Daily Archives: October 14, 2014

The fall festival season draws to its close

Dear Congregation Beth Israel members and friends,

Moadim l’simcha — I wish you joy in our festivals! I hope your Sukkot has been sweet thus far. We had a lovely Sukkot Shabbat potluck in the synagogue sukkah; a few photographs have been posted to the CBI Facebook page. Many thanks to all who joined us. This week we’ll journey through three final festival doorways: Hoshanna Rabbah, Shemini Atzeret, and Simchat Torah.

Hoshanna Rabbah means “The Great ‘Save Us!'” It is observed on the seventh day of Sukkot (that’s tomorrow.) On Hoshanna Rabbah, it’s customary to make seven hakafot (circles / circuits) around the synagogue sanctuary carrying our lulavim (the bundles of branches which we wave in all directions during Sukkot.) There’s also a very old custom of taking the willow branches from our lulavim and beating them against the ground as part of a prayer for rain; the falling willow leaves might represent the raindrops which we pray will fall in months to come. (This tradition, like many of our liturgical traditions, arose in the Middle East where rain never falls during the summer — but if rain doesn’t fall during the winter, then life can’t be sustained.)

Although we won’t have a formal service at CBI for Hoshanna Rabbah, you can take a moment to experience the poetic flavor of the day by reading these contemporary Hoshanot (prayers for salvation) written by Rabbi Zalman Schachter-Shalomi: Hoshanot by Reb Zalman z”l.

Shemini Atzeret means “The Lingering of the Eighth Day.” One of my favorite Hasidic tradition holds that Shemini Atzeret is the day when God turns to us and says, “It’s been so sweet to spend the week of Sukkot with you; don’t go quite yet, can’t you linger a little longer?” On Shemini Atzeret, even though the seven days of Sukkot are over, we linger an extra day in the close presence of God. Shemini Atzeret is one of the four days of the year when we recite Yizkor, the service of memorial prayers which offer an opportunity for us to remember and reconnect with our beloved dead.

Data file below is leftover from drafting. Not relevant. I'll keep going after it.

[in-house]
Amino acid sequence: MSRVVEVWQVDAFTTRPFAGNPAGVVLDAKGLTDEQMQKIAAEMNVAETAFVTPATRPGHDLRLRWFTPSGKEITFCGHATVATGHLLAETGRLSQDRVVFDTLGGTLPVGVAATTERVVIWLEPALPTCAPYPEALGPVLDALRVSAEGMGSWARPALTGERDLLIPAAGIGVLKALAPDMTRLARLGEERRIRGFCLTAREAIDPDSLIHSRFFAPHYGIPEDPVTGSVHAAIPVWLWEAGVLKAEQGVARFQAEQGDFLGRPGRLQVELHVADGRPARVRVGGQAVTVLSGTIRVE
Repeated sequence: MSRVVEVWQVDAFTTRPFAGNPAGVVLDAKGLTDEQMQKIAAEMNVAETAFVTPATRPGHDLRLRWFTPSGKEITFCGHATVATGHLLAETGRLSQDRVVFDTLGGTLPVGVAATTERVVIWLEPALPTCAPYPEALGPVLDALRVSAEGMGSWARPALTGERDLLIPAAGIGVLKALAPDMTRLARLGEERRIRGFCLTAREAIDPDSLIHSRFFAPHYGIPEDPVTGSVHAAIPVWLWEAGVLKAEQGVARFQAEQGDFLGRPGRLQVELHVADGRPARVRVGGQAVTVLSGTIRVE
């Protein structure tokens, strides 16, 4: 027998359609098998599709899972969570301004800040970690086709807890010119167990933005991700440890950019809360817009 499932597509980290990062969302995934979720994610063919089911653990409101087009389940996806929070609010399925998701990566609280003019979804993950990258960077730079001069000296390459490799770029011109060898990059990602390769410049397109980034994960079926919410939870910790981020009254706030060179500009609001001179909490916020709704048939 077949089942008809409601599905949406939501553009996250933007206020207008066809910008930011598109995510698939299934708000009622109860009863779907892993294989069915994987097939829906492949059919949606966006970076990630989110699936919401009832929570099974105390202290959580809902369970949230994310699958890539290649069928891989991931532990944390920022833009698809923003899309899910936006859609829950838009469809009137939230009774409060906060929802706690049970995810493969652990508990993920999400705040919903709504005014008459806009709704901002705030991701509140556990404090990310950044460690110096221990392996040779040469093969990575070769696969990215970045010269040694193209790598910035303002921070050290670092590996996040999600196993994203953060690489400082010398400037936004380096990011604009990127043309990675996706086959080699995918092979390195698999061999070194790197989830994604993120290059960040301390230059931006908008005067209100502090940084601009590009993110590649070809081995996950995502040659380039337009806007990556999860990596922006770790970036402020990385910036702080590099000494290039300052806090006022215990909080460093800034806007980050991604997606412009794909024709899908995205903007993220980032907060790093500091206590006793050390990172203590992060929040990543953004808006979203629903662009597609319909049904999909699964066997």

Rabbi Pam Wax will be leading a Shemini Atzeret morning service, with Yizkor, at 9:30am on Thursday morning. On Shemini Atzeret we recite special prayers for rain. (This is another liturgical tradition which arose in the Middle East, where winter rains are so precious and necessary.) Our morning service will feature several beautiful readings/prayers about rain/water/drought, etc. Environmentalists should come!

Simchat Torah is the final mini-festival in our fall festival cycle. Simchat Torah means “Rejoicing in the Torah,” and is the time when we rejoice in the completion of one Torah cycle and the beginning of another. Often we read the very end of the Torah followed by the very beginning of the Torah. Other customs include dancing the Torah scrolls around the room seven times. Our Thursday morning service will be a celebration of both Shemini Atzeret and Simchat Torah, so there will be a lot of music, as well.  Weather permitting, we will be having our last meal in the sukkah after services. Rabbi Pam Wax will be bringing some food to share, but if you want to join us for a fuller meal please bring a brown-bag lunch.On Friday, our monthly spiritual discussion group will meet at 3pm in my office. We’ll speak together about what has opened up in us during this long stretch of festival time.I wish you continuing joy in the unfolding of our fall festival season.Blessings to all,Rabbi Rachel